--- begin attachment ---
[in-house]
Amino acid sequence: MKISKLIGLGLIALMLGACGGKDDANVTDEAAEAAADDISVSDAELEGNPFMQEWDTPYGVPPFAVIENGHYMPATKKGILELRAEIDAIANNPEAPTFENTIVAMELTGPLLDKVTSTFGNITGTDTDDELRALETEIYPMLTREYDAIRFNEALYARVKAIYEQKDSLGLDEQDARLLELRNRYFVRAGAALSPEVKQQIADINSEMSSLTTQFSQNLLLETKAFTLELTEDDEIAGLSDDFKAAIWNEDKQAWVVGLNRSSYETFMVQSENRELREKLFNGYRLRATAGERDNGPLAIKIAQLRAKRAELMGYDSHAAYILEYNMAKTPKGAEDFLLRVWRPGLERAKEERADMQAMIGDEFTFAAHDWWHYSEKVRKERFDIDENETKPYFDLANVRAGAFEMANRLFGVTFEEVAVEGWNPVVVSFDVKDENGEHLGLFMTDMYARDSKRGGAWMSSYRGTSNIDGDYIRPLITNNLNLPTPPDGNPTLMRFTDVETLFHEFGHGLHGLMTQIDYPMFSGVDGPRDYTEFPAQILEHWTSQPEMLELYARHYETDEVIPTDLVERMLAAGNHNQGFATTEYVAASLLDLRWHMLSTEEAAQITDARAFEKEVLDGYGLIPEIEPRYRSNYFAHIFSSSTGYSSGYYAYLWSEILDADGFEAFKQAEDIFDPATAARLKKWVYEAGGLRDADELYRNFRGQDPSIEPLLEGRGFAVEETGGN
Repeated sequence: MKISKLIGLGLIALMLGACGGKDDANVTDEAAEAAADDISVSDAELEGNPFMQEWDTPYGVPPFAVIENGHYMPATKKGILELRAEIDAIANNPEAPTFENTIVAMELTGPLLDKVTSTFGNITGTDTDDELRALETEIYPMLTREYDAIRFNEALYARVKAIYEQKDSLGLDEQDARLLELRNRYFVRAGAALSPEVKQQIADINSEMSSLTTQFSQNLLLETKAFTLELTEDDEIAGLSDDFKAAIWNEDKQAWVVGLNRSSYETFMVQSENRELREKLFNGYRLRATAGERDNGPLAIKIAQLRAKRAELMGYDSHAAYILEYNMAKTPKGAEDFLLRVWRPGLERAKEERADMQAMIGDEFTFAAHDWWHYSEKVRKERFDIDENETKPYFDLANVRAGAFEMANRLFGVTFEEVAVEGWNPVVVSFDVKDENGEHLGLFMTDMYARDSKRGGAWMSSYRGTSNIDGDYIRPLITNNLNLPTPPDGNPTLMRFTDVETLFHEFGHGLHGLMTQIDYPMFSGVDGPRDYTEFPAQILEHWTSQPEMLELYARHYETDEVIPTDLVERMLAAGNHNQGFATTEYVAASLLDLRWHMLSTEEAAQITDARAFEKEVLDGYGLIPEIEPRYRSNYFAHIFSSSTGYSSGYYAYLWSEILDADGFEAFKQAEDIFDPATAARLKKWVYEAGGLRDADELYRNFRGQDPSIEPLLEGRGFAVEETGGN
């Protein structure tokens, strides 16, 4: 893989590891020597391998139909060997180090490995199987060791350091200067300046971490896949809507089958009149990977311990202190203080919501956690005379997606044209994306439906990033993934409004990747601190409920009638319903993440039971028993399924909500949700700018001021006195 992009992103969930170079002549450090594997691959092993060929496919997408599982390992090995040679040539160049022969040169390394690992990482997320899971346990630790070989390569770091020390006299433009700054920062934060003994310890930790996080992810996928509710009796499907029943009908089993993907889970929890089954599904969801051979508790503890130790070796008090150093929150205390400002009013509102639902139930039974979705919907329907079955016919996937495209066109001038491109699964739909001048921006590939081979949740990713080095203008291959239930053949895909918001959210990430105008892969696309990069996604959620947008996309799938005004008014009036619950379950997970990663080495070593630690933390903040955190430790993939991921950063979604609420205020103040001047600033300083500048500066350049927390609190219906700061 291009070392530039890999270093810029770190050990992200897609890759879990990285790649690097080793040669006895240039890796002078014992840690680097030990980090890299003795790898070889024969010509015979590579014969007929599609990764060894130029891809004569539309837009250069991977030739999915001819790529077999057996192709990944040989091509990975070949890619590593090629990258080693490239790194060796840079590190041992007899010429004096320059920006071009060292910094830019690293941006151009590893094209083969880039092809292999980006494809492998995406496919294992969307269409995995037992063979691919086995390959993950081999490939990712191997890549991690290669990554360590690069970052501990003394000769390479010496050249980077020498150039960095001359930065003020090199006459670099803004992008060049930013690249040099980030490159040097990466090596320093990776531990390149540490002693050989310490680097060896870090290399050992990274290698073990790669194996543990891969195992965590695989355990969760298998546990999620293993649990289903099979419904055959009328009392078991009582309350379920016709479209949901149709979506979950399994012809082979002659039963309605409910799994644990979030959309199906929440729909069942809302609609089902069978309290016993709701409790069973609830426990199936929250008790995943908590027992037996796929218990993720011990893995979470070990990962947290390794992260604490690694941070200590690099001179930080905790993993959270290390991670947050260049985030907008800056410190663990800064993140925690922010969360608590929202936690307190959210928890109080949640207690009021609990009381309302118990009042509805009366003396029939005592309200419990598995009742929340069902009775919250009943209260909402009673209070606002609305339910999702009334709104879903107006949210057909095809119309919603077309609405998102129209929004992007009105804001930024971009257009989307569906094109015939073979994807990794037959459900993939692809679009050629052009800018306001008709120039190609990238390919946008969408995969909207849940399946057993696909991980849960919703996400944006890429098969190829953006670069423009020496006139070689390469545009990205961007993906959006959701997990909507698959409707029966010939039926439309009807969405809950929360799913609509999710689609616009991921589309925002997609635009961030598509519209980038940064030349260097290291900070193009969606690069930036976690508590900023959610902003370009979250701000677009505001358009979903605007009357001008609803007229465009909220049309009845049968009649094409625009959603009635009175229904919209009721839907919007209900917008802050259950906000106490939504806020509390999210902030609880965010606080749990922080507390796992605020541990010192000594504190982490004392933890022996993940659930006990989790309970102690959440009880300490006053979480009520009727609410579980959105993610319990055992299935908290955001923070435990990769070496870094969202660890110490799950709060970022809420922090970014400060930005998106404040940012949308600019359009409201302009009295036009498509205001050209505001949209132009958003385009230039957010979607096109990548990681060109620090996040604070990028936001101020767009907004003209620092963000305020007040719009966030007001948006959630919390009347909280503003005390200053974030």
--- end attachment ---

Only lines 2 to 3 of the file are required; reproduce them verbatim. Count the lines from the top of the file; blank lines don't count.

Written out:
Amino acid sequence: MKISKLIGLGLIALMLGACGGKDDANVTDEAAEAAADDISVSDAELEGNPFMQEWDTPYGVPPFAVIENGHYMPATKKGILELRAEIDAIANNPEAPTFENTIVAMELTGPLLDKVTSTFGNITGTDTDDELRALETEIYPMLTREYDAIRFNEALYARVKAIYEQKDSLGLDEQDARLLELRNRYFVRAGAALSPEVKQQIADINSEMSSLTTQFSQNLLLETKAFTLELTEDDEIAGLSDDFKAAIWNEDKQAWVVGLNRSSYETFMVQSENRELREKLFNGYRLRATAGERDNGPLAIKIAQLRAKRAELMGYDSHAAYILEYNMAKTPKGAEDFLLRVWRPGLERAKEERADMQAMIGDEFTFAAHDWWHYSEKVRKERFDIDENETKPYFDLANVRAGAFEMANRLFGVTFEEVAVEGWNPVVVSFDVKDENGEHLGLFMTDMYARDSKRGGAWMSSYRGTSNIDGDYIRPLITNNLNLPTPPDGNPTLMRFTDVETLFHEFGHGLHGLMTQIDYPMFSGVDGPRDYTEFPAQILEHWTSQPEMLELYARHYETDEVIPTDLVERMLAAGNHNQGFATTEYVAASLLDLRWHMLSTEEAAQITDARAFEKEVLDGYGLIPEIEPRYRSNYFAHIFSSSTGYSSGYYAYLWSEILDADGFEAFKQAEDIFDPATAARLKKWVYEAGGLRDADELYRNFRGQDPSIEPLLEGRGFAVEETGGN
Repeated sequence: MKISKLIGLGLIALMLGACGGKDDANVTDEAAEAAADDISVSDAELEGNPFMQEWDTPYGVPPFAVIENGHYMPATKKGILELRAEIDAIANNPEAPTFENTIVAMELTGPLLDKVTSTFGNITGTDTDDELRALETEIYPMLTREYDAIRFNEALYARVKAIYEQKDSLGLDEQDARLLELRNRYFVRAGAALSPEVKQQIADINSEMSSLTTQFSQNLLLETKAFTLELTEDDEIAGLSDDFKAAIWNEDKQAWVVGLNRSSYETFMVQSENRELREKLFNGYRLRATAGERDNGPLAIKIAQLRAKRAELMGYDSHAAYILEYNMAKTPKGAEDFLLRVWRPGLERAKEERADMQAMIGDEFTFAAHDWWHYSEKVRKERFDIDENETKPYFDLANVRAGAFEMANRLFGVTFEEVAVEGWNPVVVSFDVKDENGEHLGLFMTDMYARDSKRGGAWMSSYRGTSNIDGDYIRPLITNNLNLPTPPDGNPTLMRFTDVETLFHEFGHGLHGLMTQIDYPMFSGVDGPRDYTEFPAQILEHWTSQPEMLELYARHYETDEVIPTDLVERMLAAGNHNQGFATTEYVAASLLDLRWHMLSTEEAAQITDARAFEKEVLDGYGLIPEIEPRYRSNYFAHIFSSSTGYSSGYYAYLWSEILDADGFEAFKQAEDIFDPATAARLKKWVYEAGGLRDADELYRNFRGQDPSIEPLLEGRGFAVEETGGN